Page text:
I heard about the waterproof H2O Audio iPod Shuffle holder right around the time I started braving lap swim on my own, but I waited a long time to actually buy it. I didn’t have a newer-generation Shuffle, for one thing — I still had the long, skinny first version that looks like a pregnancy test — and for another, I wasn’t convinced it would actually work. I also didn’t want to become dependent on music for swimming the way I have for running; while I know I’m capable of running without music, making playlists is itself one of my favorite pastimes, and I’m going to have to wean myself off during triathlon training. I didn’t want to start off a new sport with the same crutch.
But then my parents got me a Shuffle for my birthday, and my latest stupid leg thing made me realize that at some point in my athletic life, I will almost certainly do something to myself that requires a significant stretch of swimming and pool-running. Plus, I came into a sizable amount of Amazon credit and the darn thing was (and still is) on sale there anyway. So I bit.
I’ve taken my new toy to the pool twice now — once on Tuesday for what turned out to be a very abbreviated swim (my fault for not checking the water aerobics schedule) and once on Thursday for a more normal 30-minute session. It’s certainly not enough for a proper review, as I have no idea how it’s going to hold up over time, but the two swims gave me a pretty good sense of the pros and cons.
The setup is easy: turn on the Shuffle (and in my case, queue up the playlist, because otherwise it’ll just play songs in order and skip my podcasts — or maybe I just don’t know how to use my Shuffle properly, which is eminently possible), plug it into the jack in the case, close the door with the waterproof seal and make sure it clicks, and hook the case onto your goggle straps. It took me about seventeen seconds to get the earphone cords tangled in my goggle straps, but really, it’s not challenging to get it going. The makers recommend putting the Shuffle in the case and submerging it in a bowl of water before trying it “live” for the first time, but I skipped that step. Living dangerously, that’s me.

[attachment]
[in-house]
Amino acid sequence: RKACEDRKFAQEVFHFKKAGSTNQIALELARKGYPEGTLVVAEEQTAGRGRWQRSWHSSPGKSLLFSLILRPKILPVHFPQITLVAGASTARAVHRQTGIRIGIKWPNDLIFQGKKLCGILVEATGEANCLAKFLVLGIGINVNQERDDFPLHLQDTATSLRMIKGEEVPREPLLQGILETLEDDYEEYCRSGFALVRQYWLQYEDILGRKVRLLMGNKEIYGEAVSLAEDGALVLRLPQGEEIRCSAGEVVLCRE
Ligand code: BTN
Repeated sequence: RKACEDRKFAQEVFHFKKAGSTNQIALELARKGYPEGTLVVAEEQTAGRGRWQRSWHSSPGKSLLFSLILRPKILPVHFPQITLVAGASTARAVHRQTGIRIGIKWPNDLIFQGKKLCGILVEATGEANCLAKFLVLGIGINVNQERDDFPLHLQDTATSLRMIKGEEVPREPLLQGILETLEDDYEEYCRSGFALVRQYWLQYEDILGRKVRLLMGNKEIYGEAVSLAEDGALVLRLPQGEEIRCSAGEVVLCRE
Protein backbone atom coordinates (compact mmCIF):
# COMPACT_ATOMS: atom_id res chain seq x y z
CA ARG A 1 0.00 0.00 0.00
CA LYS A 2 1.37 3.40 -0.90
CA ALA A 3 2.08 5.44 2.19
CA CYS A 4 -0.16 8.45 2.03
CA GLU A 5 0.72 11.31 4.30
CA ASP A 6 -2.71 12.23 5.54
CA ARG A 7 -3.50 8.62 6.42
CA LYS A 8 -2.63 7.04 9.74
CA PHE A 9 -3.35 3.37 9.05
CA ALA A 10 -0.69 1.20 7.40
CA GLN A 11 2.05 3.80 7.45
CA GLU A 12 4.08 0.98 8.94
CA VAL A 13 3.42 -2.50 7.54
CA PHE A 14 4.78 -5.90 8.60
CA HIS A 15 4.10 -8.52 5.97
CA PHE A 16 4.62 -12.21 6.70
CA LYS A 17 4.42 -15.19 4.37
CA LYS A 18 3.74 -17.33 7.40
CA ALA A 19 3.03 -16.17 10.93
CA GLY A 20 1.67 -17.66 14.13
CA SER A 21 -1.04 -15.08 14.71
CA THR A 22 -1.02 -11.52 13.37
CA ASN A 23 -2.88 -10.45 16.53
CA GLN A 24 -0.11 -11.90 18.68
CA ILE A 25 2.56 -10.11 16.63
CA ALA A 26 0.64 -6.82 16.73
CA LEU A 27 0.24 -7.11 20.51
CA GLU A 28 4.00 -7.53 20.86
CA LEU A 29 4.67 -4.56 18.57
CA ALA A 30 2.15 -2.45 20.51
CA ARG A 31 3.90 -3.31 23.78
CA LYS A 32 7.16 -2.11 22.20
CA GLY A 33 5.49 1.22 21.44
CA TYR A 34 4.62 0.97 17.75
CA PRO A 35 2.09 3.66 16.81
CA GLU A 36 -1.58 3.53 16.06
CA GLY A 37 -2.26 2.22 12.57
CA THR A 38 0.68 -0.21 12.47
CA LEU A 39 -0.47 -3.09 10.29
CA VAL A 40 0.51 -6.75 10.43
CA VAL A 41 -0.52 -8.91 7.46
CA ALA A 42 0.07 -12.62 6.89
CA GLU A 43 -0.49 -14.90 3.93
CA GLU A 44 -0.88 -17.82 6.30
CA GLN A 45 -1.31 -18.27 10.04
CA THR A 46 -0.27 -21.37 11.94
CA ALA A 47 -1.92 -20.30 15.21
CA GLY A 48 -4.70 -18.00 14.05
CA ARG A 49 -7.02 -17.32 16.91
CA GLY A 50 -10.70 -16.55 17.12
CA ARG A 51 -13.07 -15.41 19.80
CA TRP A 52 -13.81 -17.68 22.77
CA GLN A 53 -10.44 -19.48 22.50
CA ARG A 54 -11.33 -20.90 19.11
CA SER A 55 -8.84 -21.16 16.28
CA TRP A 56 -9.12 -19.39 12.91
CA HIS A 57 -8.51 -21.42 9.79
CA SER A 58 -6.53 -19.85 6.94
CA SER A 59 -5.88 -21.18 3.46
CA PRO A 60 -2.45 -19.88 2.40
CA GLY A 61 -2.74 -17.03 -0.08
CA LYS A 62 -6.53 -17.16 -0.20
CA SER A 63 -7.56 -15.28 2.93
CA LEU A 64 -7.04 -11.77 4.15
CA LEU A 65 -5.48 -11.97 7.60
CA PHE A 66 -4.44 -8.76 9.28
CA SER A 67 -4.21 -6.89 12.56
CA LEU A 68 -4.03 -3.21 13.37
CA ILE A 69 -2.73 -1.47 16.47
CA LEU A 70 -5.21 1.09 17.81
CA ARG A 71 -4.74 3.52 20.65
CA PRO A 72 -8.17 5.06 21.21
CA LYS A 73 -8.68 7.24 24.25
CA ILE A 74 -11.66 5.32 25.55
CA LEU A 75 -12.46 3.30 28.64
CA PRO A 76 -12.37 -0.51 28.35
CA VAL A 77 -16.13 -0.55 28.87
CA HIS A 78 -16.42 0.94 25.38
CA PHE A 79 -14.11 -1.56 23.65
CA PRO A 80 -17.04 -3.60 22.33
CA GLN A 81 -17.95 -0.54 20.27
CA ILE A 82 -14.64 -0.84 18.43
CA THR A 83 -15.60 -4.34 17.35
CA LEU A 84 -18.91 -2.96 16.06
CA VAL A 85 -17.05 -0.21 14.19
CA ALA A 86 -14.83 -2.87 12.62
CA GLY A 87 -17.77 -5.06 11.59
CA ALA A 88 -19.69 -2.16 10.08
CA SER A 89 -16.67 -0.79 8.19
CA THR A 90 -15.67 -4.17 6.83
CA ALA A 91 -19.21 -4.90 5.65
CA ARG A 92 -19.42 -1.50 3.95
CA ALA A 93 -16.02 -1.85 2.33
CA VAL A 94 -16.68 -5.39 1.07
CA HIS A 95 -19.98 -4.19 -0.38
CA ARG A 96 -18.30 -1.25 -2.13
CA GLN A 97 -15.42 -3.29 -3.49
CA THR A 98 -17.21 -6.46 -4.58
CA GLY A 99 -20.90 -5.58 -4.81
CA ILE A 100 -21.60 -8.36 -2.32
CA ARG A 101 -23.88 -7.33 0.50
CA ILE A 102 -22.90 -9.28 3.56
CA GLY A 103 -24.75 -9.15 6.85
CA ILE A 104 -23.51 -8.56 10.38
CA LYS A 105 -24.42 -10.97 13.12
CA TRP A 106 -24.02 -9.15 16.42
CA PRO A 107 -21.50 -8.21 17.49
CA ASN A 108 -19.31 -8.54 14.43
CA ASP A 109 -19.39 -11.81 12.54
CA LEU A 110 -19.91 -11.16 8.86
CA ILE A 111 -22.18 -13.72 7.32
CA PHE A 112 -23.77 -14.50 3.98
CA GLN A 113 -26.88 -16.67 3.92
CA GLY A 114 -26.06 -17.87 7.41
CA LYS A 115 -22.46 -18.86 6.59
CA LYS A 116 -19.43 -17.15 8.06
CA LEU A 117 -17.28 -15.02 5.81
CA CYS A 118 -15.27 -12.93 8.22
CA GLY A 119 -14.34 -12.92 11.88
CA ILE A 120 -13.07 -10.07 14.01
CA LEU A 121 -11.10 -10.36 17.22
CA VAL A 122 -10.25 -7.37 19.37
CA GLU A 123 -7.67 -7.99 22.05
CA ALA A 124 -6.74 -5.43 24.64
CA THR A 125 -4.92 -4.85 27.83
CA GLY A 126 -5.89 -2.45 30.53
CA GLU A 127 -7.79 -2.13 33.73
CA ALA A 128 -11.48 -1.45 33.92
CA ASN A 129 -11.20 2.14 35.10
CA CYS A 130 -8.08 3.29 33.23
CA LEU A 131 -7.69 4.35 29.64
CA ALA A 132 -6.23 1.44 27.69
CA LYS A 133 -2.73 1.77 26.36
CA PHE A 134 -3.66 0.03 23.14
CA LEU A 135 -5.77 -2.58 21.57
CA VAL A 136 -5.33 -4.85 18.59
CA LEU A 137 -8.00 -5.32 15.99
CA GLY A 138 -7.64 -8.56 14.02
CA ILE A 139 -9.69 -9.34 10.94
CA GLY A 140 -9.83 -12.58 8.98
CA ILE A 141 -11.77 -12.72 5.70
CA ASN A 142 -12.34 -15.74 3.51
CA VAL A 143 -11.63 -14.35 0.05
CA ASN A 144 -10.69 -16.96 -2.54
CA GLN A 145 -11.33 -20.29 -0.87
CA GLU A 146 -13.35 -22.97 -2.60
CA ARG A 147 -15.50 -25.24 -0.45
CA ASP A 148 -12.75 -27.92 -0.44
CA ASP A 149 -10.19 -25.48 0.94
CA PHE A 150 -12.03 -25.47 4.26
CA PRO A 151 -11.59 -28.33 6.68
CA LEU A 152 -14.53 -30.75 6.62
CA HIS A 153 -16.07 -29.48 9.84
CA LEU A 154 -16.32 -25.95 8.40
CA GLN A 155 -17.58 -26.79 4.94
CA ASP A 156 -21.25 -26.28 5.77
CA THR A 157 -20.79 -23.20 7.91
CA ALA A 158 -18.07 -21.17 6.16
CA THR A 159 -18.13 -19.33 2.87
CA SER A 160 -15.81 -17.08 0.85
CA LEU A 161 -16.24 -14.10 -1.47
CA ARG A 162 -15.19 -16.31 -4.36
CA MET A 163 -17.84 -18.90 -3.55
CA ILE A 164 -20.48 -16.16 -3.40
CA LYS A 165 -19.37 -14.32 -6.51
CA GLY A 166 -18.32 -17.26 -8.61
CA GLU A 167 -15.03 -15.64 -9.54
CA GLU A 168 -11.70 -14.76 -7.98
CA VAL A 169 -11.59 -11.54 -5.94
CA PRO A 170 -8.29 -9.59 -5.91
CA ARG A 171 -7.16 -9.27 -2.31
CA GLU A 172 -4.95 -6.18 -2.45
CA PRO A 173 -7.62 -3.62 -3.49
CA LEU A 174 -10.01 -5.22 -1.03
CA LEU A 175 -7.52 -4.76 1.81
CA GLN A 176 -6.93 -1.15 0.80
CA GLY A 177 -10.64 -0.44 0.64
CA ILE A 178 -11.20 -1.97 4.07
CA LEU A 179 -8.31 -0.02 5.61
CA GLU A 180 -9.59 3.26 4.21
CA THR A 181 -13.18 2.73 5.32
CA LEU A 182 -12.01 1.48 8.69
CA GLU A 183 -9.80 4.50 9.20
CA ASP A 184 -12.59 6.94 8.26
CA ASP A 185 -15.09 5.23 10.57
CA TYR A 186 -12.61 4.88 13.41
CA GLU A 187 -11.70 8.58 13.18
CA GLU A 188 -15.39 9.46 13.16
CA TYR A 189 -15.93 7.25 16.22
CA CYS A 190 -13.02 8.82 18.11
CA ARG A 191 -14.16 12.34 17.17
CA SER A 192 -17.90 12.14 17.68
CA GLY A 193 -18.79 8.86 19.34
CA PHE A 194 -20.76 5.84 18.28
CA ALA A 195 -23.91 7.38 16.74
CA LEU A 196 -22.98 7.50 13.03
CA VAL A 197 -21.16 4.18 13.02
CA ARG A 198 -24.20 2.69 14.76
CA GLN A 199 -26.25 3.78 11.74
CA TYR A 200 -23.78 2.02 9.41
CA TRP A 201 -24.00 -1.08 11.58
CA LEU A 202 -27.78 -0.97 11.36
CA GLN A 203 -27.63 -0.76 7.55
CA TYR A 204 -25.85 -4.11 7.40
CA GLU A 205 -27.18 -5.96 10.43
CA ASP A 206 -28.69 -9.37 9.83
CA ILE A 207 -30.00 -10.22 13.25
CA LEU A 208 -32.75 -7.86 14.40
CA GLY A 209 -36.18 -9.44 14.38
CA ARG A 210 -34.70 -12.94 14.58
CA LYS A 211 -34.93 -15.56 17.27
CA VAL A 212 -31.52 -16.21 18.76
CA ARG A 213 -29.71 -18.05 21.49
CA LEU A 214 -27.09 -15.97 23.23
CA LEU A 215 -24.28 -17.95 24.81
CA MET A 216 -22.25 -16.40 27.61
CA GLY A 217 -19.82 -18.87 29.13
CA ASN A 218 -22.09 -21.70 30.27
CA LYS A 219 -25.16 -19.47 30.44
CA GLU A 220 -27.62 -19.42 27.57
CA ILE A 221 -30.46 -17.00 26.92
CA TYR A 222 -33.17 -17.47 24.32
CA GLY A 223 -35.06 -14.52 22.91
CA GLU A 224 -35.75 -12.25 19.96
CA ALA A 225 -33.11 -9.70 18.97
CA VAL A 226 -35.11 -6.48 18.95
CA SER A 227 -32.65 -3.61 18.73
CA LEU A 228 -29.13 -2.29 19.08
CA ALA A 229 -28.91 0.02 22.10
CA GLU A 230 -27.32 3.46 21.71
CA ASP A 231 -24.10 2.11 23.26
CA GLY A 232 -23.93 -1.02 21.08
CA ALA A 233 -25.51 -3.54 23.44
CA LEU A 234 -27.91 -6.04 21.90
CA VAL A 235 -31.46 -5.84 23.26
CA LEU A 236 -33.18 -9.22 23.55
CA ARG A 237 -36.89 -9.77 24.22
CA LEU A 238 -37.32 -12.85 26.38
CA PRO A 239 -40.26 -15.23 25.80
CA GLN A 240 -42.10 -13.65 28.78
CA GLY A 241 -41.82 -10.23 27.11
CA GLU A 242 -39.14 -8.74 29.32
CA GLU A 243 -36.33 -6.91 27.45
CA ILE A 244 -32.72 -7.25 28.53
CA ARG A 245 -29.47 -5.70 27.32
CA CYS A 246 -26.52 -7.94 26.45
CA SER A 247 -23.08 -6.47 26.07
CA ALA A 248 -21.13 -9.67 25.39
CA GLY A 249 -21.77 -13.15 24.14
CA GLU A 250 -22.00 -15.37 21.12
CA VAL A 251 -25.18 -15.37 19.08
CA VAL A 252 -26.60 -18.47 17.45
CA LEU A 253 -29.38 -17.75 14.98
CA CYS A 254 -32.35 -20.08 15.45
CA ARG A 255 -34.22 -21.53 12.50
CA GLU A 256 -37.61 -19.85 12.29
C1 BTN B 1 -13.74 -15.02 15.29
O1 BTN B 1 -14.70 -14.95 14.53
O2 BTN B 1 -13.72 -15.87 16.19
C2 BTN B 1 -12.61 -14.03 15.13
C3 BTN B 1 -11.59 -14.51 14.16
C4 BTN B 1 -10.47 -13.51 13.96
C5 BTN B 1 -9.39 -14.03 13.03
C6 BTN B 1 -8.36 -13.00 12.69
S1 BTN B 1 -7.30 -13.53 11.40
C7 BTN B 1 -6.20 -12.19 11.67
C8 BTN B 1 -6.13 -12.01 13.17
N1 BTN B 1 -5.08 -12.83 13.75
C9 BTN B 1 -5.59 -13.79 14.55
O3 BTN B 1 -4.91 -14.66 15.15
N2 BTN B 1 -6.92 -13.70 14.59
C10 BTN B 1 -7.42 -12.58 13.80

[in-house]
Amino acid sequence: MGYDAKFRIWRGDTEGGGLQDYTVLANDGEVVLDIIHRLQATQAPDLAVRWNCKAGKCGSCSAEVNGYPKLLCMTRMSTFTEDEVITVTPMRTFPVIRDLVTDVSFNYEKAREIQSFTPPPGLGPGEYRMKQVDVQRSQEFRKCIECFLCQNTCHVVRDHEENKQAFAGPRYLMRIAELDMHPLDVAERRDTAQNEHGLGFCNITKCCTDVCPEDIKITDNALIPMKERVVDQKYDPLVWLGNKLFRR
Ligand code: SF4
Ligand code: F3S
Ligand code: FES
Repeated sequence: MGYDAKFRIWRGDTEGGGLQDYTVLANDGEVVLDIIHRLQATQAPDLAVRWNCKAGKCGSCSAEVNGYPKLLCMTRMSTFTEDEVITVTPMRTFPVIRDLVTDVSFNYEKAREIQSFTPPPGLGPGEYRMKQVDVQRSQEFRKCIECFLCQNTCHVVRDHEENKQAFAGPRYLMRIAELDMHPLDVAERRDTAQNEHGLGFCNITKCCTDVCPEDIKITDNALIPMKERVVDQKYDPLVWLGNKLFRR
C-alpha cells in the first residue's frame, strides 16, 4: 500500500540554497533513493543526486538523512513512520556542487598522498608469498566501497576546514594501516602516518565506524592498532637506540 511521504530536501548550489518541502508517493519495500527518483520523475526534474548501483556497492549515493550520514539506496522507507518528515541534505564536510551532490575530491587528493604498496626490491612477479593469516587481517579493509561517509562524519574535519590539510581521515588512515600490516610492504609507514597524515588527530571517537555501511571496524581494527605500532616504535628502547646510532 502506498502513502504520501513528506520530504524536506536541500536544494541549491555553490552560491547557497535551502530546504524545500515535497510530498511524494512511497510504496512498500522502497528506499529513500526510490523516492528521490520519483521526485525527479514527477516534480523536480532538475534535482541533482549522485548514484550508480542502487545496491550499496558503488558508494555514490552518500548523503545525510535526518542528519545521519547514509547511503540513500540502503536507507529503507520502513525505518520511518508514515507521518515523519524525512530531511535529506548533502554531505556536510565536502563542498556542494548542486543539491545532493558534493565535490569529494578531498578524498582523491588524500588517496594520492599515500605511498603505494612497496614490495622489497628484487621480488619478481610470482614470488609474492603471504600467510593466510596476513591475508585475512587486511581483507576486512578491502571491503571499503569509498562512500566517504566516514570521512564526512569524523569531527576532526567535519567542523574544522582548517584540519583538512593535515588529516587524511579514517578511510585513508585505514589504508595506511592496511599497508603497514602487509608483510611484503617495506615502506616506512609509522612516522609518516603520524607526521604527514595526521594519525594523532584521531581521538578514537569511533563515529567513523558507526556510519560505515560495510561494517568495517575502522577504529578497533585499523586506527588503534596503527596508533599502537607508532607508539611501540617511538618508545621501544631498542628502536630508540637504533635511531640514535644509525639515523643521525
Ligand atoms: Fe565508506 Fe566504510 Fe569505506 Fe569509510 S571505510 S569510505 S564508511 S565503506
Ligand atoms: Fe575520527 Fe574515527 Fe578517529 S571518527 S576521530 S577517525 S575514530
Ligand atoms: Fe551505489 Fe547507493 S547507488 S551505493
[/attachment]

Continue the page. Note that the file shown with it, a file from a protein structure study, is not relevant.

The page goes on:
I wasn’t expecting much in terms of sound quality, and I did not get much in terms of sound quality. It sounds — oddly enough! — like you’re listening to something under water. Sometimes the sound seemed to be stronger in one ear than the other, and sometimes it got wobbly and far away overall. I tested one song but mostly listened to podcasts — oh! how I have missed podcasts during these weeks of not running — and my gut feeling is that the sound is a bit more forgiving with songs. (Also, apparently listening to things while swimming does not stop my incessant counting. I just count over whatever I’m listening to. Same way I still get thinking done on a run while listening to a podcast, but less useful.)
Based on the reviews, I figured I was signing up to have a terrible time with the earbuds. By default, the device comes with rounded squishy tips, which just do not work for my oddly shaped ears. I’ve tried; it’s a no-go. So I was thrilled to find that there’s also an included pair of “tree” tips, which I also use on my regular earphones.
These were a pain in the ass to get on the earbuds (the opening is smaller and needed to be kind of stretched over the end of the earphones), but it was worth it. They don’t suction into my ears quite as well as my regular pair — the shape of the plastic bubble-y part is a little too large for that — but they’re far better than I expected. I still lost almost all sound a few hundred yards into Thursday’s swim when I knocked one a little loose; what ended up working best was making sure my swim cap was firmly over the plastic parts.
The case doesn’t feel particularly heavy, but it does add weight and probably a bit of drag, and I think I’ll need to loosen my goggles a bit when I swim with it; if I thought I knew goggle eyes before, I had another think coming after Thursday. I could feel the indentations. It was not pretty.
Overall, so far I’d call it a nice novelty. I’m not sure I would have bought it had it not been essentially free, but I’m glad to have it. I don’t plan to swim with it all the time, but it’s also hooked onto my goggles now, so it’s just as easy to use it as not.
And oh man, do I have a lot of Pop Culture Happy Hour to catch up on.